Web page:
Chris Albright
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Albright happy to anchor Union's supporting cast for now

CHESTER, Pa. – It didn’t take Chris Albright very long to relay an example of the types of jokes he often hears from teammates.

“Sheanon [Williams] just told me, ‘You must have scored a lot of goals when goalies didn’t wear gloves,’” the Philadelphia Union defender said after a recent practice. “That’s what he just told me five minutes ago.

“I hear a lot,” he added, “but, you know, I have my fair share of jokes for those guys as well.”

At 33, Albright isn’t very old by most standards. But on the Union, whose average age is younger than 24, he’s pretty much ancient. That, of course, leads to some playful ribbing, which the 14-year MLS veteran takes in stride. And in return, he tries to dish out some wisdom, along with jokes, to his younger teammates.

“I’m the oldest guy on the team and I’ve been around the longest, so I try to approach every day by being professional and I try to set an example for the younger guys,” Albright said. “I try to help the coaching staff whatever the message is for that week, try to keep the locker room in order and do whatever is needed as the oldest guy.”

WATCH: Albright tracks back to clear line

Albright is one of only two players on the Union over the age of 30. But while the other – Brian Carroll – is one of the team’s regular starters, Albright has played only 153 minutes this season, and just 10 since March.

Even still, he almost seems happy at times to be a behind-the-scenes leader.

“I think part of that comes with the realization he’s in the latter stages of his career,” Union manager John Hackworth said. “But, at the same time, a lot of the guys wouldn’t do what he’s done – which is play the role he’s asked to play. We’ve asked him to play many, from starting to being in the 18 to not being in the 18. And he’s showed up every single day and been consistent and has done a phenomenal job.”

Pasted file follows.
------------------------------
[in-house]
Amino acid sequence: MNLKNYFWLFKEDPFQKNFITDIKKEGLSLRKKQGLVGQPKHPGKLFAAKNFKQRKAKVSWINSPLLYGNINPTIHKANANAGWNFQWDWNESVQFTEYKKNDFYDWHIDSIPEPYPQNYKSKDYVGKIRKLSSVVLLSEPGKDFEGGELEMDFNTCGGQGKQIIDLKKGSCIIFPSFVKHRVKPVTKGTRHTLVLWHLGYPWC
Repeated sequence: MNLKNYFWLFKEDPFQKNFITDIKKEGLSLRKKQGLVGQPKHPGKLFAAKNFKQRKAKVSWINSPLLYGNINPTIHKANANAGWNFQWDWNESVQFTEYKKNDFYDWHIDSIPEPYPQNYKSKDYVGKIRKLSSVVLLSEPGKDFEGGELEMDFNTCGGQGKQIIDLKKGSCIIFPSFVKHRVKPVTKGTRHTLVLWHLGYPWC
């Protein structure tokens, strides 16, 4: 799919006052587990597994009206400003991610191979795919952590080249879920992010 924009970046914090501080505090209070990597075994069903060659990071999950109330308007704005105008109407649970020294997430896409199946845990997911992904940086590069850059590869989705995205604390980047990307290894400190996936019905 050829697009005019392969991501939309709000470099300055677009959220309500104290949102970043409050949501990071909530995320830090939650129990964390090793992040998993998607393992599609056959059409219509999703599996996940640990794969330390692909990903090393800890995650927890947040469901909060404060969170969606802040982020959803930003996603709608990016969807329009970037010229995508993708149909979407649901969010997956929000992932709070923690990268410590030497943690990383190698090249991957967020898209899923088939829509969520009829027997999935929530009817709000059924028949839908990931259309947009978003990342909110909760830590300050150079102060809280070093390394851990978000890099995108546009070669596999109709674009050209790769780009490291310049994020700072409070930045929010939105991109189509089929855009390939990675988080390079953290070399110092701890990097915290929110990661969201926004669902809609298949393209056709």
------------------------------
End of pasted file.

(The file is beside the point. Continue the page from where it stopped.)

Albright admitted he’d prefer to be more than just a reserve defender who rarely gets on the field. But the Philly native is also happy that he’s playing for his hometown team, no matter the role.

“My commitment is to the organization,” he said. “If that means helping the younger guys along, then that’s what it is at this point.”

Albright hopes to maybe even stay with the Union after he retires, perhaps in a coaching capacity. Hackworth said Albright would make a good coach and that the well-liked defender “can probably write his own ticket in a lot of different ways.” But in what way that develops remains to be seen.

“I’m not sure what the future holds at this point,” Albright said. “I’m playing right now. I would love to stay with the organization long-term. But that’s something that we can probably discuss at the end of the season.”

Dave Zeitlin covers the Union for E-mail him at

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